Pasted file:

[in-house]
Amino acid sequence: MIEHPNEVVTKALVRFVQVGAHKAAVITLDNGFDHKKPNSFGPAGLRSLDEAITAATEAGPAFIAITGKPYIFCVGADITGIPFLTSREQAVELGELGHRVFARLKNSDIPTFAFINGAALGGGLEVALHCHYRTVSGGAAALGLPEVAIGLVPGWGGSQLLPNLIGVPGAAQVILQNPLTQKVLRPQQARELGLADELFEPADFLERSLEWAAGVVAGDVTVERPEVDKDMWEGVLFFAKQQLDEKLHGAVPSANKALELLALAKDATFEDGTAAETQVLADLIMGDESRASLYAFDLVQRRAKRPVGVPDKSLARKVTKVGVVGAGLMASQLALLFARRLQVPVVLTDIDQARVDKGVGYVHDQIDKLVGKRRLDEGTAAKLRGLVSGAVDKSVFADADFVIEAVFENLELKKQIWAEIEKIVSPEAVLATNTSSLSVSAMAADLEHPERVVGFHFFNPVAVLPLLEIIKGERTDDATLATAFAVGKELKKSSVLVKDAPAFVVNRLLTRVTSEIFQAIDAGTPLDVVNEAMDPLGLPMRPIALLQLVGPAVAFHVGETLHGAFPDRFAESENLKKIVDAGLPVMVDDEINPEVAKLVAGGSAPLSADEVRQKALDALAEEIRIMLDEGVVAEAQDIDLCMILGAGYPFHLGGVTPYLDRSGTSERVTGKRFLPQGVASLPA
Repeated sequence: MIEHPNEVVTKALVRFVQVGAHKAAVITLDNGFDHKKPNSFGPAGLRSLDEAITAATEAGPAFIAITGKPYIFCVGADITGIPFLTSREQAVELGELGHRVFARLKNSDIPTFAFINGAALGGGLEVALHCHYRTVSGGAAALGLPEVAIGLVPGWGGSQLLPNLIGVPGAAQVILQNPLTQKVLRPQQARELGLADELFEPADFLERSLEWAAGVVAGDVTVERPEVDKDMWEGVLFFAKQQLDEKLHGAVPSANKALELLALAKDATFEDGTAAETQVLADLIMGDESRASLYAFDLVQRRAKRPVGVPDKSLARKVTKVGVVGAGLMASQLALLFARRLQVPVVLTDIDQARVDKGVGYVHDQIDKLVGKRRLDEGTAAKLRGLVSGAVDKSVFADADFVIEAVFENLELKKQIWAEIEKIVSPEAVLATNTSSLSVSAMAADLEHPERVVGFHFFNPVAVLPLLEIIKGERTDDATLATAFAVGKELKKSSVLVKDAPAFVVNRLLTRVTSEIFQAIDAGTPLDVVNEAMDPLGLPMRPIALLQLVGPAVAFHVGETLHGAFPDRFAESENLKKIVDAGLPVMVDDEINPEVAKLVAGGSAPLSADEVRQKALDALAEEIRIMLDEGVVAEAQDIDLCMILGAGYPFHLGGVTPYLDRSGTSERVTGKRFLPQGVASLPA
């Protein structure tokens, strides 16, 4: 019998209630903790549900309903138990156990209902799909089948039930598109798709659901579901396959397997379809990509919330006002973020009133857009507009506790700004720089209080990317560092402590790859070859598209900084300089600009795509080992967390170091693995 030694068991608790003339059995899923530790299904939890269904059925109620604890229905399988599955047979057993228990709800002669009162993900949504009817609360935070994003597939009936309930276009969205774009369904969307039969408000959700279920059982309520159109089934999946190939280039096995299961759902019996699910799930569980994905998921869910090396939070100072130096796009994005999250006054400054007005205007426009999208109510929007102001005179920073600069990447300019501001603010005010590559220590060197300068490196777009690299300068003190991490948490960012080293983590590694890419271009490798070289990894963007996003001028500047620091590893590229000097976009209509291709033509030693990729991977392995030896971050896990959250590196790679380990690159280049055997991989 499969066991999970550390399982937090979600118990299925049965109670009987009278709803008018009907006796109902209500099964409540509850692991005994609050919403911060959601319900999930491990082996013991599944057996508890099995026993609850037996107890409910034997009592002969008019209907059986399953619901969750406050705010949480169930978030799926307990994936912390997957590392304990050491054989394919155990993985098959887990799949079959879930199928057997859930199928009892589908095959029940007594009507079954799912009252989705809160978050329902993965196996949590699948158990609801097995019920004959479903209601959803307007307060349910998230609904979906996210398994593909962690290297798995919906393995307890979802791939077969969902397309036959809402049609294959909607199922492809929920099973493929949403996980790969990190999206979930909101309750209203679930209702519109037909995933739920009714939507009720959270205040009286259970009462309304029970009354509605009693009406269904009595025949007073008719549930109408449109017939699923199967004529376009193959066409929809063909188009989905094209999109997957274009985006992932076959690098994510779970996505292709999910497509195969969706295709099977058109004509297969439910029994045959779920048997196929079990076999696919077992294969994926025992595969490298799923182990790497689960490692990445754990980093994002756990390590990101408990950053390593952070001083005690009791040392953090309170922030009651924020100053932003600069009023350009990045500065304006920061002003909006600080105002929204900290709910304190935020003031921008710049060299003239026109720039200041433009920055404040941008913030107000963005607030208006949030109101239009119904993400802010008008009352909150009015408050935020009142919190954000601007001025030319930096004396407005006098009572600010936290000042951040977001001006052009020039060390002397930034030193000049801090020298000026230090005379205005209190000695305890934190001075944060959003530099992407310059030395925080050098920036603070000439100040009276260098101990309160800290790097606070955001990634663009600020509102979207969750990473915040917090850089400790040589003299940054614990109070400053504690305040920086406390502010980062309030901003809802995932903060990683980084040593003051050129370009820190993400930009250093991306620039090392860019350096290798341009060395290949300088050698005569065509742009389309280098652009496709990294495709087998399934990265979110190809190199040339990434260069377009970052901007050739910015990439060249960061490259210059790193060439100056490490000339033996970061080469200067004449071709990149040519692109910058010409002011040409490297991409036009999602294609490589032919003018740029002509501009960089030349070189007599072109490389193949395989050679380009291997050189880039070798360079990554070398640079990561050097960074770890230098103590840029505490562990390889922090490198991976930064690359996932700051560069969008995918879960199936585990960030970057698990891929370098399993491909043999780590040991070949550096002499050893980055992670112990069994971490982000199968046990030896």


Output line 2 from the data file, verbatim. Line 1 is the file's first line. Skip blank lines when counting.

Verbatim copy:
Amino acid sequence: MIEHPNEVVTKALVRFVQVGAHKAAVITLDNGFDHKKPNSFGPAGLRSLDEAITAATEAGPAFIAITGKPYIFCVGADITGIPFLTSREQAVELGELGHRVFARLKNSDIPTFAFINGAALGGGLEVALHCHYRTVSGGAAALGLPEVAIGLVPGWGGSQLLPNLIGVPGAAQVILQNPLTQKVLRPQQARELGLADELFEPADFLERSLEWAAGVVAGDVTVERPEVDKDMWEGVLFFAKQQLDEKLHGAVPSANKALELLALAKDATFEDGTAAETQVLADLIMGDESRASLYAFDLVQRRAKRPVGVPDKSLARKVTKVGVVGAGLMASQLALLFARRLQVPVVLTDIDQARVDKGVGYVHDQIDKLVGKRRLDEGTAAKLRGLVSGAVDKSVFADADFVIEAVFENLELKKQIWAEIEKIVSPEAVLATNTSSLSVSAMAADLEHPERVVGFHFFNPVAVLPLLEIIKGERTDDATLATAFAVGKELKKSSVLVKDAPAFVVNRLLTRVTSEIFQAIDAGTPLDVVNEAMDPLGLPMRPIALLQLVGPAVAFHVGETLHGAFPDRFAESENLKKIVDAGLPVMVDDEINPEVAKLVAGGSAPLSADEVRQKALDALAEEIRIMLDEGVVAEAQDIDLCMILGAGYPFHLGGVTPYLDRSGTSERVTGKRFLPQGVASLPA